Privacy and Data Security
On November 2, 2022, the Pennsylvania Office of Attorney General filed a lawsuit in federal court alleging that a group of companies offering lead generation services violated the Telemarketing Sales Rule and Pennsylvania consumer protection law. Specifically, the OAG alleges two unlawful advertising practices.
The first unlawful ad practice allegation is that the defendants utilized deceptive online advertisements to direct consumers to websites where they would purportedly be tricked into providing contact information and survey responses. The second unlawful ad practice allegation claims that consumers’ contact information and responses were sold to telemarketers despite numbers being on state of national Do No Call registries.
As stated in the complaint, defendants operate “dozens of websites designed for lead generating” that advertise “gift cards to popular retailers and digital payments to mobile apps” for answering various survey questions. According to the OAG, the websites require visitors to provide personal contact information and click a box indicating consent to mouseprint disclosures stating that consumer will receive prerecorded calls and text messages from marketing partners (the names thereof are disclosed to by a hyperlinked list). According to the OAG, these sellers’ products and services are oftentimes not related to the promotional offerings whatsoever.
Here, according to the OAG’s complaint, the websites violate state consumer protection law because they “create a likelihood of confusion or of misunderstanding” by “failing to include clear and conspicuous disclosures advising consumers that by registering their contact information with defendants they are purportedly consenting to be contacted by multiple third party sellers,
“Ringless voicemails” are messages left in a consumer’s mailbox without ringing their cell phone.
The Telephone Consumer Protection Act protects consumers from unwanted robocalls. The TCPA, in pertinent part, prohibits making any non-emergency call using an automatic telephone dialing system or an artificial or prerecorded voice to a wireless telephone number without the prior express consent of the called party.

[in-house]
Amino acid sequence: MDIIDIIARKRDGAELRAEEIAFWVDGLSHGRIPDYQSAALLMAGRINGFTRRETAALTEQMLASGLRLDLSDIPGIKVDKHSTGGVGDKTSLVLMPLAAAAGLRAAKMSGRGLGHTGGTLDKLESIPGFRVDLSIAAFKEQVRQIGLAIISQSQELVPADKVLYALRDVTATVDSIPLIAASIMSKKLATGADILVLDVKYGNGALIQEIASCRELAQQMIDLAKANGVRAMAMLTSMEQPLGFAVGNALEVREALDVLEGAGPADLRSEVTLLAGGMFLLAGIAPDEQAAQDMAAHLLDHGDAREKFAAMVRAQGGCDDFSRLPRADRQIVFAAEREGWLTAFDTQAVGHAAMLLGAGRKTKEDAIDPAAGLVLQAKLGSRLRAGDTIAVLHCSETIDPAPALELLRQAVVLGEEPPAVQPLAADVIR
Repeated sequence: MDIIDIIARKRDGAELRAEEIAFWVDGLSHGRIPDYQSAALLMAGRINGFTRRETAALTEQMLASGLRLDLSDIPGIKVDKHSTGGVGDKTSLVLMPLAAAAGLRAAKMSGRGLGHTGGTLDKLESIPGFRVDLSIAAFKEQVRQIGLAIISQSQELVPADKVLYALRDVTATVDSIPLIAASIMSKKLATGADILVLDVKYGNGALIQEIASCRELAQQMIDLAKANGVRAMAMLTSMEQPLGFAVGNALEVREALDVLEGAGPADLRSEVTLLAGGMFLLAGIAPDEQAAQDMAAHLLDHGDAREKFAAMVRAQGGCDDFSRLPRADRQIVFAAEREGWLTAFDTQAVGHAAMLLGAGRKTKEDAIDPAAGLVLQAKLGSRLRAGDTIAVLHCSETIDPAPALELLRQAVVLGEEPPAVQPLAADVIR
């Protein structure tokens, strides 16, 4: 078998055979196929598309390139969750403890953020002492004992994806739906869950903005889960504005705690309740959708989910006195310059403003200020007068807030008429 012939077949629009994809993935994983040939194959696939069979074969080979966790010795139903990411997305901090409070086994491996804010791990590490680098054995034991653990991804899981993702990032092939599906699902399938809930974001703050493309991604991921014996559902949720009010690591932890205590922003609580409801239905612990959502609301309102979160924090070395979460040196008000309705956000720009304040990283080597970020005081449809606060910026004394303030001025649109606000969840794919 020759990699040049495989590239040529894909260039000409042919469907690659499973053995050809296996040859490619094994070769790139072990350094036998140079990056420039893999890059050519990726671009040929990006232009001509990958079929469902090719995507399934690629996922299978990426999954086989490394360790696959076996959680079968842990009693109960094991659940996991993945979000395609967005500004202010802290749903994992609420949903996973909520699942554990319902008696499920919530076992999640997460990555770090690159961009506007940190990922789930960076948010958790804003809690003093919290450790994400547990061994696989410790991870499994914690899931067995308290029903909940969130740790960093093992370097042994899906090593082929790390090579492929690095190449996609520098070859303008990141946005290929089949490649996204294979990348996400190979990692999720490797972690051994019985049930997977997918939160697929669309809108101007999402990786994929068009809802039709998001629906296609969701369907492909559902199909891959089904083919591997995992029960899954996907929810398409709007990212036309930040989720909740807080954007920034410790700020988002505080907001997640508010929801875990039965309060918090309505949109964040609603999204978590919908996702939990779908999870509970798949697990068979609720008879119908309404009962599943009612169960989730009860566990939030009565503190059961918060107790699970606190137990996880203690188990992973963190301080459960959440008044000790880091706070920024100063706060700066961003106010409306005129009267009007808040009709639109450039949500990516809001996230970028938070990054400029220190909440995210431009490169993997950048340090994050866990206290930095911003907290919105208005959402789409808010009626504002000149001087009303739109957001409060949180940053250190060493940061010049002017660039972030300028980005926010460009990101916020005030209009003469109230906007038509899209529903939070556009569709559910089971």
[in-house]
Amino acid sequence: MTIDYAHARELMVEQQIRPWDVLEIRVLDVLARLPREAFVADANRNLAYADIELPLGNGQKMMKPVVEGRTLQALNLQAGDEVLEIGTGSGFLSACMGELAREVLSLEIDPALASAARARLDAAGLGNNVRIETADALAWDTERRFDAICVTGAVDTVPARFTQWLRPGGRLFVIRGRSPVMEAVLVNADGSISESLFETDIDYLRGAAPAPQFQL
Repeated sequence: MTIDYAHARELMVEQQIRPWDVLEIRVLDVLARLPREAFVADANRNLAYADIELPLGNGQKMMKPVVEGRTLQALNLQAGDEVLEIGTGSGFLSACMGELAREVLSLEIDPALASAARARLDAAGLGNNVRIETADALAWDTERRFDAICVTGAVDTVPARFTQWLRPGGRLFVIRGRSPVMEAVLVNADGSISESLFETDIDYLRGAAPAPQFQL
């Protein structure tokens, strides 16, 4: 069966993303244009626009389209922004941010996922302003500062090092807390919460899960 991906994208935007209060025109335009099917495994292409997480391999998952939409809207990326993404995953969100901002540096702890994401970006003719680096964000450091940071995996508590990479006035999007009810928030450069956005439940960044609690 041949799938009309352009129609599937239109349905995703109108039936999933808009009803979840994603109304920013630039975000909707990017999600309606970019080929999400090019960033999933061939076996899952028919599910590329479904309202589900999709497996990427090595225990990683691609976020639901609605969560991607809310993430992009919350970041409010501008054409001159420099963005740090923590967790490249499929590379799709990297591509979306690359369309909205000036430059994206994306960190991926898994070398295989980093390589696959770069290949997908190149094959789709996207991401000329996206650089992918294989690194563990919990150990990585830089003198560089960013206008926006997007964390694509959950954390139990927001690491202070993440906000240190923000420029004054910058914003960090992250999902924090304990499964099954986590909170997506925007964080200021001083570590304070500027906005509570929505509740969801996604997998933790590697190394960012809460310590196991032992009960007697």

On November 21, 2002 the Federal Communications Commission issued a unanimous Declaratory Ruling and Order finding that “ringless voicemails” to wireless telephones require consumer prior express consent because they are “calls” made using an artificial or prerecorded voice and therefore covered by the Telephone Consumer Protection Act. The FCC found that RVM are subject to robocalling restrictions. Regulated under the artificial or prerecorded voice prong of the TCPA, the issue of whether the technology used to send RVM is an automatic telephone dialing system may now be moot.
The FCC has clarified that RVM is a form of robocall and is illegal if the caller did not have the consumer’s prior express consent. Violations can be enforced by the FCC or the consumer can sue in court.
“Imagine finding robocallers leaving junk voicemails on your phone without it ever having rung. It’s annoying and it’s happening to too many of us. Today we’re taking action to ensure these deceptive practices don’t find a way around our robocall rules and into consumers’ inboxes,” said FCC Chairwoman Jessica Rosenworcel.
“Up to” representations in promotional materials often draw regulatory and private plaintiff scrutiny insofar as whether such claims are truthful and can be properly substantiated. Which begs the question … how can an advertiser lawfully substantiate “up to” claims?